The spontaneous electrical activity in the guinea-pig prostatic stroma generally consists of transient membrane depolarisations which trigger a number of nifedipine-sensitive spikes, resembling ‘slow waves' in the intestine, urethra and mesenteric lymphatics. Recently, we have also recorded ‘pacemaker activity' in 10-20% of all impalements. This activity is distinctly different to the slow waves and consists of a larger, biphasic waveform that may well arise from the c-Kit positive interstitial cells which we've identified in this organ (1). In this study, the role of potassium and chloride channels in the generation of the spontaneous electrical activity in the guinea-pig prostate was examined using intracellular microelectrodes. Prostate glands were removed from guinea-pigs (250-350g) killed humanely by stunning and exsanguination. Saccular glands were pinned to the bottom of an organ bath, which was subsequently mounted on an inverted microscope stage and perfused with physiological saline solution. Tetraethylammonium (TEA 300 μM and 1mM) and 4-aminopyridine (4-AP 1mM), blockers of BKCa and 4-AP-sensitive K+ channels, respectively, increased the frequency of slow wave discharge. 4-AP significantly increased the duration of the depolarising transient of the slow wave and pacemaker potentials. Blockade of SKCa and ATP-dependent K+ channels using apamin (1-200nM) and glibenclamide (1 μM), respectively had no effect on slow wave activity. However, the inhibitory actions of sodium nitroprusside and CGRP were readily reversed by glibenclamide. Finally, the chloride channel blockers, DIDS (2mM), niflumic acid (10-100μ M) and 9-anthroic acid (100 μM) significantly reduced the frequency of slow wave activity in nifedipine-arrested preparations. These inhibitory effects were readily reversed upon washout. Our results suggest that BKCa, 4-AP-sensitive K+ and chloride channels modulate the frequency of electrical discharge in the guinea-pig prostate gland.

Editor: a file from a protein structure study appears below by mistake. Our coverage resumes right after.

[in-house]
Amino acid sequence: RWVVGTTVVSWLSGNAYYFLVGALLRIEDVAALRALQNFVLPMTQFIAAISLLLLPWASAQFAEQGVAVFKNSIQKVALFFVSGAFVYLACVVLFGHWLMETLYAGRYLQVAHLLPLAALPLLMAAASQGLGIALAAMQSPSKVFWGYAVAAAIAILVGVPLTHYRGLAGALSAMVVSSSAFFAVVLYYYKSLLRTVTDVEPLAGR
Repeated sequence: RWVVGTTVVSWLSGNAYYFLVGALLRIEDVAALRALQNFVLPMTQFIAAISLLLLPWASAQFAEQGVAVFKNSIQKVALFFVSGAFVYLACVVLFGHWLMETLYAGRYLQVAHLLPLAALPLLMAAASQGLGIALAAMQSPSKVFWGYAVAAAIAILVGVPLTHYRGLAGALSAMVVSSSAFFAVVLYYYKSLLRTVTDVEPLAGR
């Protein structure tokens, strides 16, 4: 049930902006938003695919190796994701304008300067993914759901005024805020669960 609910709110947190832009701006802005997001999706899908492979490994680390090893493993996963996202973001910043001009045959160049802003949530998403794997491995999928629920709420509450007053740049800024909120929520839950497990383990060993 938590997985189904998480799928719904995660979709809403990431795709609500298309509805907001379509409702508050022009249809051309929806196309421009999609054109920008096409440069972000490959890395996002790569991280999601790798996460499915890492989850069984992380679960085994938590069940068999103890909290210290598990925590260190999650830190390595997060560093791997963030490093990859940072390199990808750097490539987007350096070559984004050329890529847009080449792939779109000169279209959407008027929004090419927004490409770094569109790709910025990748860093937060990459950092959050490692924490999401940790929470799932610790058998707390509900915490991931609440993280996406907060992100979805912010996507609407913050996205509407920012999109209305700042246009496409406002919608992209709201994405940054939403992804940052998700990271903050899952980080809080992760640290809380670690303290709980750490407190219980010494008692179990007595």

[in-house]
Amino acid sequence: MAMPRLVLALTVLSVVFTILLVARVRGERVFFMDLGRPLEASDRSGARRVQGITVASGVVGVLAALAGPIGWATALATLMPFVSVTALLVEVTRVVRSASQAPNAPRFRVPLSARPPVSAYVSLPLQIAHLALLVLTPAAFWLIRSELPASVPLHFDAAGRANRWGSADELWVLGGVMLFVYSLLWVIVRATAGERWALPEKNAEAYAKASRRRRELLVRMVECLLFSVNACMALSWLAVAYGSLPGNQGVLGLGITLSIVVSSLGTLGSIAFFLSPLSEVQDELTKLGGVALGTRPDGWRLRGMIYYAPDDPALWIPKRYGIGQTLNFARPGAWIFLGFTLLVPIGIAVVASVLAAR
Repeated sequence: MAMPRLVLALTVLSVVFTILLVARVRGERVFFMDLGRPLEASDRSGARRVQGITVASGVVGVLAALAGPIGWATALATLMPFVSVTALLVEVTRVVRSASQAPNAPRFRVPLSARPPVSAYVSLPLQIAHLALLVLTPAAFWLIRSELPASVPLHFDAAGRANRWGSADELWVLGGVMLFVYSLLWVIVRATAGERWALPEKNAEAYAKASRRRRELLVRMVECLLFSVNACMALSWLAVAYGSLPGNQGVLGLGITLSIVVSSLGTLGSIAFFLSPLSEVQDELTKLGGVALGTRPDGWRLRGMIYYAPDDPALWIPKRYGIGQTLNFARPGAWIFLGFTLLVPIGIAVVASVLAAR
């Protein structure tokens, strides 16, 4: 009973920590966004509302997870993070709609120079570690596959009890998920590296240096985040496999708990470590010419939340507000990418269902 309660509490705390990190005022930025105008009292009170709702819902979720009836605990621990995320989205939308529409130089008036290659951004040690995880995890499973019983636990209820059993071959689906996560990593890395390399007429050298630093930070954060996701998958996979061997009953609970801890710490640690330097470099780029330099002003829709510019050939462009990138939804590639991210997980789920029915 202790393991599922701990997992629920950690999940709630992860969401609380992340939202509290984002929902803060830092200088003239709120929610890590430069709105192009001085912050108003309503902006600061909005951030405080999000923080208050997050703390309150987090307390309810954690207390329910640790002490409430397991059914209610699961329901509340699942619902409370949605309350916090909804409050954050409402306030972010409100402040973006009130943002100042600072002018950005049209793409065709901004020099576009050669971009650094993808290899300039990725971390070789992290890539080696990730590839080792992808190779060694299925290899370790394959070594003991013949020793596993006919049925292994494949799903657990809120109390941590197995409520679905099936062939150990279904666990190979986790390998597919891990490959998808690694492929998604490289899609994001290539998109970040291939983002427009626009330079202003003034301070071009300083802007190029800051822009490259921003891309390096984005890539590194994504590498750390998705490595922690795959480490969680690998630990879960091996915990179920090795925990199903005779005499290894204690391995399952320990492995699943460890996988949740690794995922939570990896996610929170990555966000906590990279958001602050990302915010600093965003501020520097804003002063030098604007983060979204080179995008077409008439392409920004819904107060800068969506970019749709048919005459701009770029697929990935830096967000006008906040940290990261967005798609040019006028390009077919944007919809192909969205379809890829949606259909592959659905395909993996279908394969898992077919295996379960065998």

(1) B. Exintaris, M.F. Klemm, and R.J. Lang, Spontaneous slow wave and contractile activity of the guinea pig prostate. J Urol, 2002. 168(1): p. 315-22.